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Golf: Colin Montgomerie hits out over Hank Haney’s book

Colin Montgomerie dismisses Hank Haney's book. Picture: Getty

Colin Montgomerie dismisses Hank Haney's book. Picture: Getty

COLIN Montgomerie can’t believe Hank Haney wasn’t gagged over his spell working for Tiger Woods but he still reckons the 14-time major winner could yet have the last laugh after being fired up by his former coach calling him The Big Miss.

Speaking ahead of next week’s Masters, where he will be part of the Sky Sports commentary team, the Scot claimed management mistakes had opened the door for Haney to write his book about Woods that went on sale earlier this week.

Along with Rick Smith, who has worked with Phil Mickelson among others, Montgomerie doesn’t agree with Haney breaking a player-coach confidentiality and insisted that most people are “not interested” in the tittle tattle that has been leaked in recent weeks and is now fully out in the public domain.

With a perfect sense of timing, Woods delivered his own response to the book being launched as he ended a 30-month title drought on the PGA Tour by winning the Bay Hill Invitational last weekend and is now favourite for the season’s opening major at Augusta National next week.

Montgomerie believes Woods has already shown that he’s been unaffected by what Haney has had to say about him and, instead of hurting his former employer, has only succeeded in fuelling his main ambition as he bids to kick-start his bid to overtake the 18 major titles won by Jack Nicklaus. “It is a shame the book has come out this week and, though the timing was obvious, it is difficult for everyone,” said the Scot, who was amused to find himself conducting a conference call from the privacy of a store room at Glasgow Airport as he waited to board a flight to Abu Dhabi.

“I’m amazed, to be honest, that there wasn’t a contractual agreement in place that didn’t allow him to write about a player. It’s like a Premier League football manager losing their job, yet we’ve not seen many books written about what led to that due to legal arrangements being in place.

“I also don’t think it is right for the book to have happened in the first place. No-one is interested if Tiger pays for a meal or not. I think it is very poor. But Tiger has already put up with all the bits from the book that have been put out by Golf Digest and I don’t think there is anything that will majorly affect him.

“He’s put up with more in the past and he’ll just be more determined than ever, especially over the the name of the book – The Big Miss. Well, he was a big hit at Bay Hill.”

Montgomerie played with Woods in the third round when he won his first major at Augusta National in 1997, a feat he has repeated three times since, most recently in 2005. He was mesmerised by the American’s pace putting on that occasion and reckons Woods showed in his five-shot win at Bay Hill last Sunday that’s he recaptured his silky touch on the greens.

“The thing I was most impressed about last week was his putting,” added the 2010 Ryder Cup-winning captain. “It’s nothing do with how he hits the ball. In all of his 72 PGA Tour wins, in every one he has putted better than the field.

“Personally, I’d like to see him going back to the putter he used to win 13 of his 14 majors but he certainly putted well with the one he was using at Bay Hill. When he won his first major in ’97, his pace control was crazy. His control of putts in those conditions was sublime. He had that at Bay Hill and if he has it at Augusta he’ll be right there. That’s also why Jose Maria Olazabal, Seve Ballesteros and Bernhard Langer all won twice at Augusta – they were all great control putters.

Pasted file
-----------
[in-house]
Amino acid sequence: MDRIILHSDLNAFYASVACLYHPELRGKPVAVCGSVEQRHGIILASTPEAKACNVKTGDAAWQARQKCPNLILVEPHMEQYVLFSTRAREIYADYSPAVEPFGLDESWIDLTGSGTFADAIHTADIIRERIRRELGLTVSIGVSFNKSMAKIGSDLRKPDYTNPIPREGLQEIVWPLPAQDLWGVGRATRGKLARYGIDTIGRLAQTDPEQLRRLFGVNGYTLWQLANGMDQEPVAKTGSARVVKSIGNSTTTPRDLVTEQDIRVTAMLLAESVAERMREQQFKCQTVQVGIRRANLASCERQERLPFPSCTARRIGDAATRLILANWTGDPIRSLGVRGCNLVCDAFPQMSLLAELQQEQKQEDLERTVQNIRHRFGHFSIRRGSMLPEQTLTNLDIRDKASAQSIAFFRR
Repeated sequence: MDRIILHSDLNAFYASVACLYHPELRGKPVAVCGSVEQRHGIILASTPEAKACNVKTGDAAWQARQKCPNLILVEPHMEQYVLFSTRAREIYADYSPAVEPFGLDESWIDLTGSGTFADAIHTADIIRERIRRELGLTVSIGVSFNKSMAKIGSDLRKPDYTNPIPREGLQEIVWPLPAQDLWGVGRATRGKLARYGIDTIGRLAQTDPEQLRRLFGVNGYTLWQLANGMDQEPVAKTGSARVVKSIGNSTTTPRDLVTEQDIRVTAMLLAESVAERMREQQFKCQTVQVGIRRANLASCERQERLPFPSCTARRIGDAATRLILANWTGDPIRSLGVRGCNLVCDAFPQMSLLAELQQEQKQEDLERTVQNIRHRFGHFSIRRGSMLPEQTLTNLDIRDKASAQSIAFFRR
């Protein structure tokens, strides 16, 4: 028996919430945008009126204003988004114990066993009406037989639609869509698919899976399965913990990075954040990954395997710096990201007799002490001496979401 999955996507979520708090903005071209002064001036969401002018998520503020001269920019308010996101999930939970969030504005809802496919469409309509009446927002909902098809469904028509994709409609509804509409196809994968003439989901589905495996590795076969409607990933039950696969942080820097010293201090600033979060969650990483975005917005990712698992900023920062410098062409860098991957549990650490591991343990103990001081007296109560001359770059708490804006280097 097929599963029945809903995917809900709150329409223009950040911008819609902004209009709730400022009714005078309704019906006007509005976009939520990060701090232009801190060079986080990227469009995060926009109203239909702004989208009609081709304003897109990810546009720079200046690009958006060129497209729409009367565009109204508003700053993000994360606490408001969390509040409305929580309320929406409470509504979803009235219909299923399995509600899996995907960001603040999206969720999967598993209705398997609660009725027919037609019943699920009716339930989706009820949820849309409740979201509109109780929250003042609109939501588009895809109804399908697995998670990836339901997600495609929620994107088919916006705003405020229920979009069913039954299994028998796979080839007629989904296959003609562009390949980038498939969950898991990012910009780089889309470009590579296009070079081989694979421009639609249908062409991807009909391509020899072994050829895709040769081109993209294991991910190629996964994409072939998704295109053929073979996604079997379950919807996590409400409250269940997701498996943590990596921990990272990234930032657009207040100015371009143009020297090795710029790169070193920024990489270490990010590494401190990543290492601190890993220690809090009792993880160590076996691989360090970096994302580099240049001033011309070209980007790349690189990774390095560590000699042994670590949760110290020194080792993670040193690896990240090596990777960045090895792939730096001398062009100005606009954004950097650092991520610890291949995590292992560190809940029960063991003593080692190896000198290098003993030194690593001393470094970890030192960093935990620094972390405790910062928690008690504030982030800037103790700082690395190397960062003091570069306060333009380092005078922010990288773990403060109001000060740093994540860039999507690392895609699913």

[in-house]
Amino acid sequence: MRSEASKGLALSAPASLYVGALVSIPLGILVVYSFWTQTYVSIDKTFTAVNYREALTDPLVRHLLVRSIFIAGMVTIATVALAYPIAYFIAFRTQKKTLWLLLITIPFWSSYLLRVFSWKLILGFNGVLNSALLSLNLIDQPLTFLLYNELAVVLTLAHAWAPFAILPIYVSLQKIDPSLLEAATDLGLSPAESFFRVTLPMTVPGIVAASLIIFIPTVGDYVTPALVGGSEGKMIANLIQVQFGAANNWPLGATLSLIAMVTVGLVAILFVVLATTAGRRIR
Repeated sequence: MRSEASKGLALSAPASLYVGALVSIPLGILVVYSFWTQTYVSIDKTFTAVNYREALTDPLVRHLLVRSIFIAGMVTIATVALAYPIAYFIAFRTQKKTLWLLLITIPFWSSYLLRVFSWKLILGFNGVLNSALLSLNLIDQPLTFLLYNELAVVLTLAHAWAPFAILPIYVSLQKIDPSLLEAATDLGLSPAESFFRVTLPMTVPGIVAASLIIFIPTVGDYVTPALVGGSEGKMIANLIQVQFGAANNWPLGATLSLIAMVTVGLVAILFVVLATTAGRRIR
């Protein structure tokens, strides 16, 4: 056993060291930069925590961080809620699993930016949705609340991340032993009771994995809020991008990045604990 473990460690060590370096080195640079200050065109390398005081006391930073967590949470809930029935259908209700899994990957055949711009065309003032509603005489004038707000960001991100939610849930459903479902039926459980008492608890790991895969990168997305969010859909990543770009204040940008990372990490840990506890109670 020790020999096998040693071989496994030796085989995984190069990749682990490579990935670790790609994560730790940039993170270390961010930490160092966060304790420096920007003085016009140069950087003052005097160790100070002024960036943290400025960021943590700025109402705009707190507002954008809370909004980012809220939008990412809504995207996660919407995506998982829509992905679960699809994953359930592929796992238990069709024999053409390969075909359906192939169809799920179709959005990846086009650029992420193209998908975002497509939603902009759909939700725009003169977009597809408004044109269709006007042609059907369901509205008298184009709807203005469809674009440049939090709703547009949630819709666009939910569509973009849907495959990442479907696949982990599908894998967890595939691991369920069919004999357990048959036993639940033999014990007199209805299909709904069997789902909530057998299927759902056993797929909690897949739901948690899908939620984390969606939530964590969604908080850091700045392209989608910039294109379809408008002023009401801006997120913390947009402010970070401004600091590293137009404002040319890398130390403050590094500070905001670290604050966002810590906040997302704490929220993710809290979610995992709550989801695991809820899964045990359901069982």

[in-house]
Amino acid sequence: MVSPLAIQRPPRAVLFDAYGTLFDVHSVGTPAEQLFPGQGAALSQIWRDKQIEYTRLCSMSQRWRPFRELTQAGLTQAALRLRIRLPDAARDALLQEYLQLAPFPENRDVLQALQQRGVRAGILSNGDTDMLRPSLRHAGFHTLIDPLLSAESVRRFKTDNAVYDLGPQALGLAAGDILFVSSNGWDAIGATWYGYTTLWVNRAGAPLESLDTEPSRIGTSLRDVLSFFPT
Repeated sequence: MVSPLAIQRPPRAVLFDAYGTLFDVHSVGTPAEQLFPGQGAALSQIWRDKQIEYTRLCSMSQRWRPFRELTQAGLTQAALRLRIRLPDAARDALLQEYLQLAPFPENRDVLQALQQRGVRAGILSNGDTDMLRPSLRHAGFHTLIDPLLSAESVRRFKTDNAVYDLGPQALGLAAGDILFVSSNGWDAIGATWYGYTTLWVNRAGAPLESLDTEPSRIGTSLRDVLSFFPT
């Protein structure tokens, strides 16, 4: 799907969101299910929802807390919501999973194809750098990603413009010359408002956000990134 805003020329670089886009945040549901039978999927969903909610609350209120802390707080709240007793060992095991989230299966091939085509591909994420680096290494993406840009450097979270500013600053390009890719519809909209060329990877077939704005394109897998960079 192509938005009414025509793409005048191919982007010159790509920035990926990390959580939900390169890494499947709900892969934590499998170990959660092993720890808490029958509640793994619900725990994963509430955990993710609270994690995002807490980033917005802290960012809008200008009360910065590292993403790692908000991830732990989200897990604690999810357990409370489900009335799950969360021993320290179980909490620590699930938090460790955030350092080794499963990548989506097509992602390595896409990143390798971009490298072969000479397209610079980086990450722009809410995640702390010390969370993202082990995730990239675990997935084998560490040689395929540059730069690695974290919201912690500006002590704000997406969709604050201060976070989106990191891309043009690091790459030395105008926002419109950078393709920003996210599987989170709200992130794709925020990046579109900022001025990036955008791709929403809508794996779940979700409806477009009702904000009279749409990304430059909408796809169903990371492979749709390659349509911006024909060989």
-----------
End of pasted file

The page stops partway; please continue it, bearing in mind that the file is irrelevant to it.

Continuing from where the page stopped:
“I wouldn’t say that Tiger is going to dominate [next week] the way he did in ‘97 or at Pebble Beach in the US Open in 2000 [when he won by 15 shots], but there is no question that he is going there this year intending to contend rather than just compete, having finished fourth in the last two years. It is great that he is back winning from a marketing sense for golf and this is going to be a major to savour.”

Appetites have certainly been whetted, not just by Woods returning to winning ways but the likes of Rory McIlroy, Luke Donald and Phil Mickelson all warming up for Augusta as well with PGA Tour triumphs in the opening few months of the season. There’s also the added spice of McIlroy, the US Open champion, returning to the scene where he blew a four-shot lead in the final round last year.

“After his meltdown last year, I think he put his demons to rest at the US Open,” said Montgomerie of the world No 2. “[But] I hope he hits as many shots as possible at the tenth in practice and get rid of what was just a poor shot at the wrong time [the wayward tee shot that sparked a back-nine collapse].”

As for the top-ranked Donald, Montgomerie reckons he’ll be delighted to see the spotlight turning on McIlroy and Woods, letting him go about his business as normal. “He’s the forgotten man really and that’s a shame,” said the Scot, who is looking forward to sharing the Sky Sports studio with Jack Nicklaus on the first day. “But he can use that as a positive advantage. It’s all about Tiger and Rory, but Donald can win. He plays his own game and isn’t interested in what anyone else is doing. He plays chess with the course and he does it very well. If you ask him for 68, he’ll find a way of doing it.”

• Colin Montgomerie will be a studio guest and commentator for live coverage of the Masters on Sky Sports. The event is the first of three Majors to be shown live on Sky Sports HD this year.

 

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